London based band Arliston have only been together in this format since the beginning of the year but are already making waves in the world of indie experimental pop. Their first single, ‘Enough’, debuted in the summer and their EP, Hawser, was released on 5 October. The band, consisting of George Hasbury (keys, guitar, bass and backing vocals), Jordi Bosch (drums, synth & backing vocals) and Jack Ratcliffe (guitar & lead vocals) were originally formed as Hawser (George and Jack), but it was only with the arrival of Jordi that the music really got going.
Hawser is a noun defined as a thick rope or cable for mooring or towing a ship and although it was meant to be a band-name, actually becomes an unwittingly fitting name for the EP. It is Arliston’s connection to its roots; the rope which moors them to the past, but also pulls them forward, out of failure and (hopefully) into some degree of success.
Before you read on, Arliston is giving a FREE download of “Paralysed”, to Angry Baby readers. If you’re not already subscribed to Angry Baby, just pop the email address that you’d like it delivered to here and it will be on its way to you straight away, together with a bumper collection of music that has been shared by Angry Baby. The music comes from outstanding artists that you may not have heard before. With a mix of rock, pop, folk…you name it…there’s bound to be something new that floats your musical boat, and all for free! What’s not to like about that?!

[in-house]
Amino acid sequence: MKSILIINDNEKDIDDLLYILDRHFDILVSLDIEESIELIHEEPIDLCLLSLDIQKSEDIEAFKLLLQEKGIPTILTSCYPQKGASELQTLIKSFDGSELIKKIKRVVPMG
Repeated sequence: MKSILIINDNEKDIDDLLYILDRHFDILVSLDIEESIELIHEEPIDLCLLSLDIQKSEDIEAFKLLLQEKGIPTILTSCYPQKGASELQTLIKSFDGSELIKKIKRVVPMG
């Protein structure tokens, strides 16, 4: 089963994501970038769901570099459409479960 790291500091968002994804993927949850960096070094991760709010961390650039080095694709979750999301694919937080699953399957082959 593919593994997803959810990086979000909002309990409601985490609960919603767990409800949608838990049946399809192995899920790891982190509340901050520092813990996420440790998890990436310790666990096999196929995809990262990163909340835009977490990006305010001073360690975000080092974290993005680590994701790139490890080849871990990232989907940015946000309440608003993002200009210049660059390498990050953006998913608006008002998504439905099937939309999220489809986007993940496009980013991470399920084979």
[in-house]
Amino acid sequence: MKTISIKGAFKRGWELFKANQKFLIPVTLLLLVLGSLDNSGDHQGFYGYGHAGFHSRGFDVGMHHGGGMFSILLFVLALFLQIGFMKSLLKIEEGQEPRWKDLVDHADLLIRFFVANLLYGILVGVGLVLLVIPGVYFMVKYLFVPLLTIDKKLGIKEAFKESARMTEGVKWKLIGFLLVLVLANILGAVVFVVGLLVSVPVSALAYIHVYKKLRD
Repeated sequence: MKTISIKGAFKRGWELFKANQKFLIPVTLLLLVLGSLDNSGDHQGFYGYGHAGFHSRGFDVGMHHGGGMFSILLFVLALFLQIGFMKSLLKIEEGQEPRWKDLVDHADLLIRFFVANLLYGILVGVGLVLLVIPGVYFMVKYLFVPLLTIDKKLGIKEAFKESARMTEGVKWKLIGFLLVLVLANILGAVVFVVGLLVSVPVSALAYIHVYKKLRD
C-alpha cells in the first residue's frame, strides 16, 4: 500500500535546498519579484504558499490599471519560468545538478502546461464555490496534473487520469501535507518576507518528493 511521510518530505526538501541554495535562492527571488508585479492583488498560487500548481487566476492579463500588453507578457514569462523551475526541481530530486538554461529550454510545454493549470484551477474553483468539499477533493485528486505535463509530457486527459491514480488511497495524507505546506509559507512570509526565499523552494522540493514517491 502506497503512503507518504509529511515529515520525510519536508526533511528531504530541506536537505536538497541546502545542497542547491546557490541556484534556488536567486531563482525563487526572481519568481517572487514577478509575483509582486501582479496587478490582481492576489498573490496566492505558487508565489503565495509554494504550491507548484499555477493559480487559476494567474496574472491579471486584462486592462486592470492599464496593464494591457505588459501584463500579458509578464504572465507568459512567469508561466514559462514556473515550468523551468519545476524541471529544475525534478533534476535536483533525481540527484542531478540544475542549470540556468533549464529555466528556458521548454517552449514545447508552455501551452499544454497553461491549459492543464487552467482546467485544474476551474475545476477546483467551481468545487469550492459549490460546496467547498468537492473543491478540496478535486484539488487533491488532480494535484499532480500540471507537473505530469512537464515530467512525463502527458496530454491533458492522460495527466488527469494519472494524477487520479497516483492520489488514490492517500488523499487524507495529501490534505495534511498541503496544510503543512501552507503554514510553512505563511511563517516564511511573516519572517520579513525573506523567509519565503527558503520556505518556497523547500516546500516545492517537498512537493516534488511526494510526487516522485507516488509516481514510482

All the tracks on Hawser flow into each other, making an overall sound that is coherent yet creative and despite yielding a sound of melancholia all through, is very soothing to listen to. Emotionally honest with haunting vocals, Arliston treads the familiar song route of love and breakup but in such a way that it feels new. This is particularly true with ‘Language of Strangers’, which floats over the listeners so effortlessly, you miss the contrasting lyrics at first. It’s only upon second playing that deeper understanding comes. The lines “this party’s over” and “the balloon has popped…we’re using the language of strangers” resonates. Anyone who has been through any form of relationship breakdown knows that the first casualty is the change in the language used when speaking to each other. Gone are the endearments and instead, icy politeness reigns.
Arliston’s advice for aspiring musicians is all about songwriting, rather than performance. They say “write as many songs as possible Not only will you get much much better at it, but also it’s a bit of a numbers game. Most songs you write will be OK but only some will
be special.” Sage advice for all careers!
Hawser was released on October 5th. Get your copy here.
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